Trump’s FCC Just Gutted The Vital “Lifeline” For Poor Veterans And Senior Citizens

While President Trump and the Republican Congress rush to give huge tax breaks to big corporations and wealthy Americans, the Federal Communications Commission took draconian steps this week to roll back the Lifeline program, which helps provide telephone and Internet service to the economically disadvantaged.

Claiming it is an effort to eliminate waste and fraud, the FCC’s three Republicans – led by chairman Ajit Pai, formerly of Verizon – outvoted the two Democrats on the commission, who strongly dissented to drastically scale back a service that allows senior citizens, rural Americans, Native Americans, veterans and others near the poverty line to get a $9.25 per month household subsidy  to buy wired or wireless phone service and as of last year, Internet service.

The program is not paid for by taxpayers, but rather comes from a fee on phone bills.

The fraud allegations are just being addressed by a new program that keeps close tabs on users – a program created at considerable cost – which Pai is now trashing.

The entire program that helps the 12 million needy Americans who qualify (of which about one third actually get the subsidies) costs about $2.25 billion a year, less than the cost of one of the new B-1 bombers the military is buying. 

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Pai’s proposal also calls for putting a cap on the Lifeline program for the first time, which is another way to limit how many poor people can be helped.

After Pai proposed the changes weeks ago, there were more than 50 filings with comments, almost all of which opposed Pai’s plan as counter-productive to the goal of narrowing the digital divide – the difference between Americans who can afford to have phones and be connected to the worldwide web, and those who are priced out of this crucial link for safety, communication and business success.

Although Pai claimed when Trump appointed him a major goal would be to provide these important communications services to all Americans, in big cities and rural areas, the vote he pushed through today does exactly the opposite, taking away affordable broadband access at a time it has become the major way to get mail, communicate and receive services from medical advice to access to items at discount prices.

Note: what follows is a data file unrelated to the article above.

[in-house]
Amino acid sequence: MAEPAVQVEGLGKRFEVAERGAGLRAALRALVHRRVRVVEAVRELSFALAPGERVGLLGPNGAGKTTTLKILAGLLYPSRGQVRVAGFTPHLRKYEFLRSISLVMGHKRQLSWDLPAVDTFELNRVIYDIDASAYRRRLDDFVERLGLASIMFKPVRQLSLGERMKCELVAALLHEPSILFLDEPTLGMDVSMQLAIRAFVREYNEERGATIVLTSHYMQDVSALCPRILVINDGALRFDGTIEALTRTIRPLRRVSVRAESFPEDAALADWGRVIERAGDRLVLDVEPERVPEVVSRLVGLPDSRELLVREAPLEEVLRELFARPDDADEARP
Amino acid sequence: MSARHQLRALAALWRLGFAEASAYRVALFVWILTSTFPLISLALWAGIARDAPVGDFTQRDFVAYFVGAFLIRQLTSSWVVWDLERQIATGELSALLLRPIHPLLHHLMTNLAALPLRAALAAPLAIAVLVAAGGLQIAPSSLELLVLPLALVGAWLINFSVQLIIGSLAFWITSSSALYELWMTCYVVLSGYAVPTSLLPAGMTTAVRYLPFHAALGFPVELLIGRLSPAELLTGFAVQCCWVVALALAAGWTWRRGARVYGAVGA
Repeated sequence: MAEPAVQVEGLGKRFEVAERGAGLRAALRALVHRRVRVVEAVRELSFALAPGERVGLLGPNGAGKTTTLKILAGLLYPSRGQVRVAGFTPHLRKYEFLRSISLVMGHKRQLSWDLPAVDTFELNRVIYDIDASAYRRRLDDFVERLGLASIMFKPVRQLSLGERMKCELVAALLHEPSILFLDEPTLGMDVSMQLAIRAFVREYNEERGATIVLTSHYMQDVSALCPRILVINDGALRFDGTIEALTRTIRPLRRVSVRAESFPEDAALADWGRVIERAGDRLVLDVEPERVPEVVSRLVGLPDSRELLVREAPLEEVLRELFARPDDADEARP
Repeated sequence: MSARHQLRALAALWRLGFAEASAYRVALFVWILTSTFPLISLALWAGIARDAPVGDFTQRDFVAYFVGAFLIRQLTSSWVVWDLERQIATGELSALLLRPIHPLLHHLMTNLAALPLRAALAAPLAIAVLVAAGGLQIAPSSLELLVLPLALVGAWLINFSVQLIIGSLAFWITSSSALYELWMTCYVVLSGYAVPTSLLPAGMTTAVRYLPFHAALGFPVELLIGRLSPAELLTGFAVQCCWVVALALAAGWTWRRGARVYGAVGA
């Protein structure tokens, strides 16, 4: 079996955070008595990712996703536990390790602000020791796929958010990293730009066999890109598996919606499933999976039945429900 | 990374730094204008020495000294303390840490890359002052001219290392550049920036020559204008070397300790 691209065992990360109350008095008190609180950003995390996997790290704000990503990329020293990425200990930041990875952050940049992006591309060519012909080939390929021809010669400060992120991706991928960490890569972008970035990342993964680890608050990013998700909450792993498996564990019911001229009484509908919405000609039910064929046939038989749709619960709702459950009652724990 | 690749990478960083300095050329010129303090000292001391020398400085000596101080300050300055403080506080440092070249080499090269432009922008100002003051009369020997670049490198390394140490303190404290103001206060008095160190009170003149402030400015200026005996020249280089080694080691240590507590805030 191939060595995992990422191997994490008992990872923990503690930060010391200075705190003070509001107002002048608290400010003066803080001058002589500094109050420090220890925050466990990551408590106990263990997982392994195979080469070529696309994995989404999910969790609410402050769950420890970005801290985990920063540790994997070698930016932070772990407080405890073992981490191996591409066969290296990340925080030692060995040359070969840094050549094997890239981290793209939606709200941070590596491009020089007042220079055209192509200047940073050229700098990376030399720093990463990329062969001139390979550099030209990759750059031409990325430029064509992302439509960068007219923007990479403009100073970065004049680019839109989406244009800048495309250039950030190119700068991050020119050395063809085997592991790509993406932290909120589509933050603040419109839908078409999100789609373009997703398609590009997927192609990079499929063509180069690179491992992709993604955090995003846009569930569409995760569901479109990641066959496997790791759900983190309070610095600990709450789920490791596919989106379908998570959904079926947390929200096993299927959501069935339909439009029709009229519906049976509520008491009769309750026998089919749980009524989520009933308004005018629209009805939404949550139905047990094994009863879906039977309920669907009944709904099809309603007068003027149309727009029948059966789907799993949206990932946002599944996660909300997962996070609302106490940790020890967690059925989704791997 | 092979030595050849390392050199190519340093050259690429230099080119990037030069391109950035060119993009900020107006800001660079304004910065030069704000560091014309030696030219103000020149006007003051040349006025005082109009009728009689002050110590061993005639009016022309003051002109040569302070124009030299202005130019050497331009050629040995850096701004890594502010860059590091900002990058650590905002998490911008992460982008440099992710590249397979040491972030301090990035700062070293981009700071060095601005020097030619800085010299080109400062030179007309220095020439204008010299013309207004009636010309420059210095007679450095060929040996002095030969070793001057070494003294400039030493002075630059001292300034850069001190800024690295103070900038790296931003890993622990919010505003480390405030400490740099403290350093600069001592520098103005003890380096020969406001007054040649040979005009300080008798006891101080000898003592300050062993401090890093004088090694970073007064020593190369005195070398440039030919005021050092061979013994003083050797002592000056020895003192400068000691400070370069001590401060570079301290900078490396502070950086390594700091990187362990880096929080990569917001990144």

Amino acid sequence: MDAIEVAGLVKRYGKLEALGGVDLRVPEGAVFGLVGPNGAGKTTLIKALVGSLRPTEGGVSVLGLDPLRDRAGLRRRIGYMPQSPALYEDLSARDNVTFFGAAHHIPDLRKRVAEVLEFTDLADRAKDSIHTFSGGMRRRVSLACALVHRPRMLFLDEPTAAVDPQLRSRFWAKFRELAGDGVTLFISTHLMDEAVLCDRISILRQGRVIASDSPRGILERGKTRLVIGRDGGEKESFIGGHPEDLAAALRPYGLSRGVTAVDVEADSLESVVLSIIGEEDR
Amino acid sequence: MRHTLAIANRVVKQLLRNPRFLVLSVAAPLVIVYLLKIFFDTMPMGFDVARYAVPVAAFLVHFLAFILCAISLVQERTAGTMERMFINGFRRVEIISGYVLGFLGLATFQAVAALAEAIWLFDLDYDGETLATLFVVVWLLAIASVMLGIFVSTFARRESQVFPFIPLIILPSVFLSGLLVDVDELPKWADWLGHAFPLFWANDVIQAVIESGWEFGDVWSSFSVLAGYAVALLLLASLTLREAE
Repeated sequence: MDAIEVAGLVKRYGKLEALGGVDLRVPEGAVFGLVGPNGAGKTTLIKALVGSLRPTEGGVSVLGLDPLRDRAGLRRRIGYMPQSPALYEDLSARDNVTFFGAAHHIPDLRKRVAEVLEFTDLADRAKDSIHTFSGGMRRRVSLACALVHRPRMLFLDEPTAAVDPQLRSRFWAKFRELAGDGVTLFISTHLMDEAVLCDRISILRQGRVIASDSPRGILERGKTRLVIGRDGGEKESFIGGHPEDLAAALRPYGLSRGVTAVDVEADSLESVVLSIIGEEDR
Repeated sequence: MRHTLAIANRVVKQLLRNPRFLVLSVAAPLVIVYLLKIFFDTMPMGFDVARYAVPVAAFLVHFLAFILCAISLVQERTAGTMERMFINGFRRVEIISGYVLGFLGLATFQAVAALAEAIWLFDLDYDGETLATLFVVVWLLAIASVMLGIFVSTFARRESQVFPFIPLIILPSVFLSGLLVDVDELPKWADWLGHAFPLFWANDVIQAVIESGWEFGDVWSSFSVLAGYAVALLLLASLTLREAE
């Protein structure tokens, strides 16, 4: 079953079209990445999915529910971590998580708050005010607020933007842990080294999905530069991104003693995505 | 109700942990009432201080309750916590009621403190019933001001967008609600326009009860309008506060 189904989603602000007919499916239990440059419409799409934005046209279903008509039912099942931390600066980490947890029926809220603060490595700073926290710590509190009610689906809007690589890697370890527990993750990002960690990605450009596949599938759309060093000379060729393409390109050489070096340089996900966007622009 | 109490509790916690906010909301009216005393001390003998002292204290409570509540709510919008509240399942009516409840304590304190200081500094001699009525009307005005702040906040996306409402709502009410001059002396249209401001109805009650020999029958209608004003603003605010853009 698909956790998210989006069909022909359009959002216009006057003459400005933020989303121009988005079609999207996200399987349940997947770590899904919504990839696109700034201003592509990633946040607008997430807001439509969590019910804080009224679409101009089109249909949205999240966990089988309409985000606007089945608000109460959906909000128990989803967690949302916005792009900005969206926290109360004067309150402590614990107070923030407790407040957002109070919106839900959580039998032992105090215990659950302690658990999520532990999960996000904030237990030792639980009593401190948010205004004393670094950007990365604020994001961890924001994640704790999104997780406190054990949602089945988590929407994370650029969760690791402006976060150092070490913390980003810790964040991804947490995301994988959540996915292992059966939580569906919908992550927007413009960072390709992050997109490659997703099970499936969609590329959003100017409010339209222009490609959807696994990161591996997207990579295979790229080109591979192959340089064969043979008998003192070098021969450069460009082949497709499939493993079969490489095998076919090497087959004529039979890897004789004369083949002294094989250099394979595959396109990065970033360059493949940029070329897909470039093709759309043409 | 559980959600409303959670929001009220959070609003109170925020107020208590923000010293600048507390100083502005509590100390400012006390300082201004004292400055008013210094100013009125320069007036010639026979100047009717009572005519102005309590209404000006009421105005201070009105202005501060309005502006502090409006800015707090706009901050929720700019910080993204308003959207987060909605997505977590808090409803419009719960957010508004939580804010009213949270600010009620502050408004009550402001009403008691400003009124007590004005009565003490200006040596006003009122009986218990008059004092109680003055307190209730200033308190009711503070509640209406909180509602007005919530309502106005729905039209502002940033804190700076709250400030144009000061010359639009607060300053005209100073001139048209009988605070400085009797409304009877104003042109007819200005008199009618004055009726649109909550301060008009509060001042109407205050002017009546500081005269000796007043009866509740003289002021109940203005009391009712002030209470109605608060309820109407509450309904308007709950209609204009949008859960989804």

The first immediate victims of the FCC’s vote are Native Americans, who with low incomes qualify not just for the $9.25 per month subsidy, but also an additional $25 per month, bringing the total to $34.25 monthly.

The $25 enhanced subsidy can no longer be acquired through resellers as of today, and tribe members who live off the reservation in the city no longer get the $25 subsidy.

This proposal is so twisted it not only will cut off millions of people currently being served, it also will make it much harder for anyone to get the service, even when they do qualify.

The key new barrier to using the program is that it can only be provided by big companies with their own system of wires and towers, and not by resellers, who lease space on the same wires and towers and often sell the services at a lower price.

That means Verizon, AT&T or Sprint can provide the service, but Boost Mobile and Virgin Mobile USA (which use Sprint’s system) cannot. Nor can Cricket Wireless, Consumer Cellular, Freedom Pop and Ting. 

Pai argues this will funnel more money to big companies like Verizon which will make them spend more on developing their systems.